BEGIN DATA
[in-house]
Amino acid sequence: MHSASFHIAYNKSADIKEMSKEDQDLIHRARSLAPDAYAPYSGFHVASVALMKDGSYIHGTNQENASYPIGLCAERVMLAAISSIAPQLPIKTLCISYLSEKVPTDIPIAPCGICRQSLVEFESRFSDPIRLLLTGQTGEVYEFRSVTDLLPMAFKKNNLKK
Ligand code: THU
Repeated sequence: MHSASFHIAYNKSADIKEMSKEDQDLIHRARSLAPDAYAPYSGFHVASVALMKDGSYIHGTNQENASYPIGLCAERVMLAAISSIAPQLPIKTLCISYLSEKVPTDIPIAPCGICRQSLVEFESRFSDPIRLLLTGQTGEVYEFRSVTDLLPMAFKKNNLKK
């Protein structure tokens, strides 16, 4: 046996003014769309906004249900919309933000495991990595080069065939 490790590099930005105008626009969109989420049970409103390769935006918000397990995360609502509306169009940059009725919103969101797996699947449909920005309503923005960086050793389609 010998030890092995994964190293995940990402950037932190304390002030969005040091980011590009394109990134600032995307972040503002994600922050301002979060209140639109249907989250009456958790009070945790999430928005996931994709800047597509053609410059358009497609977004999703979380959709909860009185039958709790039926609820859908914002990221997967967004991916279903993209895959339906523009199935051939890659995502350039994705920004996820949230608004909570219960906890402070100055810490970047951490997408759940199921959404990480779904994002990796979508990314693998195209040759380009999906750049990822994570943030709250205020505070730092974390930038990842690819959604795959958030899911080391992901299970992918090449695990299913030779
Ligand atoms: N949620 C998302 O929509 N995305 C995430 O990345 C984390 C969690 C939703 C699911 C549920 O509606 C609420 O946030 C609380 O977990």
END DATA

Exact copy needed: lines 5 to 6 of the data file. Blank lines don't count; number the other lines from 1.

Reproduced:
């Protein structure tokens, strides 16, 4: 046996003014769309906004249900919309933000495991990595080069065939 490790590099930005105008626009969109989420049970409103390769935006918000397990995360609502509306169009940059009725919103969101797996699947449909920005309503923005960086050793389609 010998030890092995994964190293995940990402950037932190304390002030969005040091980011590009394109990134600032995307972040503002994600922050301002979060209140639109249907989250009456958790009070945790999430928005996931994709800047597509053609410059358009497609977004999703979380959709909860009185039958709790039926609820859908914002990221997967967004991916279903993209895959339906523009199935051939890659995502350039994705920004996820949230608004909570219960906890402070100055810490970047951490997408759940199921959404990480779904994002990796979508990314693998195209040759380009999906750049990822994570943030709250205020505070730092974390930038990842690819959604795959958030899911080391992901299970992918090449695990299913030779
Ligand atoms: N949620 C998302 O929509 N995305 C995430 O990345 C984390 C969690 C939703 C699911 C549920 O509606 C609420 O946030 C609380 O977990």